This afternoon while you are at Starbucks consuming your second cup of $4 coffee, I will be sitting in the far corner of the classroom listening to students in the First Amendment Rights class present their final projects. These projects are worth 45 percent of their grade.
They are charged with one thing — implementing their knowledge about their First Amendment Rights.
As you might imagine, I consider it an honor to teach First Amendment Rights. Who better to understand the value of such rights than a member of a Gold Star Family, heh?
I learn something new every time I teach the class. This term we’ve had a student from Vietnam taking the class, so it’s been insightful to hear Q’s perspective on rights. The other day, for example, Q said that when he first came to this country he was afraid to speak, to say what he thought about most anything.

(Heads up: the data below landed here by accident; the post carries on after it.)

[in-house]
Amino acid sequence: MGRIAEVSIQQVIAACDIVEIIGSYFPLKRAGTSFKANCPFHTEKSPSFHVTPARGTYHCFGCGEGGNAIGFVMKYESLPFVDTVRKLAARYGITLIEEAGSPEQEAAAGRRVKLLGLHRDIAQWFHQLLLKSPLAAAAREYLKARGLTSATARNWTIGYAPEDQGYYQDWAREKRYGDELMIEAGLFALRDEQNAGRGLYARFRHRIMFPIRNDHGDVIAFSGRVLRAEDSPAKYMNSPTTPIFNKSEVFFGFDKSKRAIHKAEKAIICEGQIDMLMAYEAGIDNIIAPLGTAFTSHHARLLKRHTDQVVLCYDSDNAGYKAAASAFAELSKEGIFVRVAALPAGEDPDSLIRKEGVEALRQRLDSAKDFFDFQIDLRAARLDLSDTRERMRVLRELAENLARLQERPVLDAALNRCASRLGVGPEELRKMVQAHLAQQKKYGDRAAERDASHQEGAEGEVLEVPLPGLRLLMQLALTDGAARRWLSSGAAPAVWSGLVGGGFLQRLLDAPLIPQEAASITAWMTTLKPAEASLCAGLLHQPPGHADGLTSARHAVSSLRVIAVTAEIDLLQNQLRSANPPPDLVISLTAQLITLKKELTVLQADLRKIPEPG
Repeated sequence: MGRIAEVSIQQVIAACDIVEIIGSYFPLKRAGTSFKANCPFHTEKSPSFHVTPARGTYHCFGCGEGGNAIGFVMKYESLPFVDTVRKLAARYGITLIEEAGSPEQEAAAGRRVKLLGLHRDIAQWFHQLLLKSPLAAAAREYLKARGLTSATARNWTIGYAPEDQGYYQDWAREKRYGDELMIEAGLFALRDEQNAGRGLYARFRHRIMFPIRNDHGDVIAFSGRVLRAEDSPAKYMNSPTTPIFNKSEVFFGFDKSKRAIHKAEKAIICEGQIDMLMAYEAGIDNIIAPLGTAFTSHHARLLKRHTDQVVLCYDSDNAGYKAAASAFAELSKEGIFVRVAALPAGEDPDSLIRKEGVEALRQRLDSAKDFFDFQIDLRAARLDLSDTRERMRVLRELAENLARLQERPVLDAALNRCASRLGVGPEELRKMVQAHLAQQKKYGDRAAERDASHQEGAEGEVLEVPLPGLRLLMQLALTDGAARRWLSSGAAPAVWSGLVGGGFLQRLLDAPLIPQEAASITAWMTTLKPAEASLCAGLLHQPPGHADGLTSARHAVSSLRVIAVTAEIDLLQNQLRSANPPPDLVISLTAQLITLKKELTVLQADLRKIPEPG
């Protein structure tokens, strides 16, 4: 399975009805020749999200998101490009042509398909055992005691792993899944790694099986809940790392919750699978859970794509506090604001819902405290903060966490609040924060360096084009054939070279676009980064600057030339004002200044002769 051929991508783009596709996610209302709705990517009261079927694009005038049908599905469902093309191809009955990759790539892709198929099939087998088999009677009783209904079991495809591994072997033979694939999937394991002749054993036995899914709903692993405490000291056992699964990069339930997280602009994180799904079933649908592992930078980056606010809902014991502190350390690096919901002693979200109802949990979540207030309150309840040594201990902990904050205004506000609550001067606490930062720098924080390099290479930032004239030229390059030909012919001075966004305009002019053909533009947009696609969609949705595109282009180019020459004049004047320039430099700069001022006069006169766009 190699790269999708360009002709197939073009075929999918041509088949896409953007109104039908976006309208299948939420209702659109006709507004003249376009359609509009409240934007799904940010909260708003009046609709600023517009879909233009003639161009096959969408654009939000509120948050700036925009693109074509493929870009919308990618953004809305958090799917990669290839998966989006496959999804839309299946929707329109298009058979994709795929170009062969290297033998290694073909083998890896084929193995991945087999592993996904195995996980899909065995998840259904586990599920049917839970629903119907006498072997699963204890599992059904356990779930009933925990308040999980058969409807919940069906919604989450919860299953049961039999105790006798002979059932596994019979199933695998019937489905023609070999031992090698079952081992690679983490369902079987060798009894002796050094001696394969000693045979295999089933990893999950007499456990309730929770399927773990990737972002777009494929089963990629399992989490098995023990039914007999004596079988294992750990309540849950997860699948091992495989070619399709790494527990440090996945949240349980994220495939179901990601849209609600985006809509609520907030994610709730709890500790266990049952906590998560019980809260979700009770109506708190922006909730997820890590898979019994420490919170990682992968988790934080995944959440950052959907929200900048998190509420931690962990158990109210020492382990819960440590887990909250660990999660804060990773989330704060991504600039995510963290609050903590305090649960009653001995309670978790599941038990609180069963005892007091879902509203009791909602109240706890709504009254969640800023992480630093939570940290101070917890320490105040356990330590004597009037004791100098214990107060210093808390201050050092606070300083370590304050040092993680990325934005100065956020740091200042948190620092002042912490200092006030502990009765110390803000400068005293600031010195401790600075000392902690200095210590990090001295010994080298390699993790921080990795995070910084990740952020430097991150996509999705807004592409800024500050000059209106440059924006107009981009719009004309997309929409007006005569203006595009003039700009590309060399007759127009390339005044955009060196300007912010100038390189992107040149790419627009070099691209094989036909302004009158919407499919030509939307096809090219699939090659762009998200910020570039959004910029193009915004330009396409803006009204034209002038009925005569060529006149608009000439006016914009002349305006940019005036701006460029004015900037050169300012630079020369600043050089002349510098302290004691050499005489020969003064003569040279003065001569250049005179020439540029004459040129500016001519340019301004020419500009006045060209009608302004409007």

Q isn’t afraid anymore.
In this country, he’s come to realize that he has the freedom of thought and of speech.
Of course the other thing is that when you give people that kind of freedom, there are plenty of knuckleheads out there who will abuse the heck out of it. We’ve studied those people, too, the mean-spirited who use their First Amendment rights to batter the hell out of others.
It’s upsetting to watch people burn the flag that covers the coffins of American soldiers. It’s also downright infuriating to see how easy it is for hate groups to recruit our young and disenfranchised.
The First Amendment is something we continue to wrangle with as a people dedicated to freedom.
So it is in that spirit that it seems absolutely the right thing for Afghan students to take to the streets in a march against the slaughter of their own by an American serviceman this past week.
It’s heartbreaking for all involved: the families who lost loved ones, and the soldier, who was forced back on the battlefield even after a traumatic brain injury, and the family who will spend a lifetime grieving his actions.
This soldier’s efforts to fight for the freedoms of the Afghans results in their protesting his murderous actions.
Freedom isn’t just something we fight for, it’s a matter we wrangle with, continually.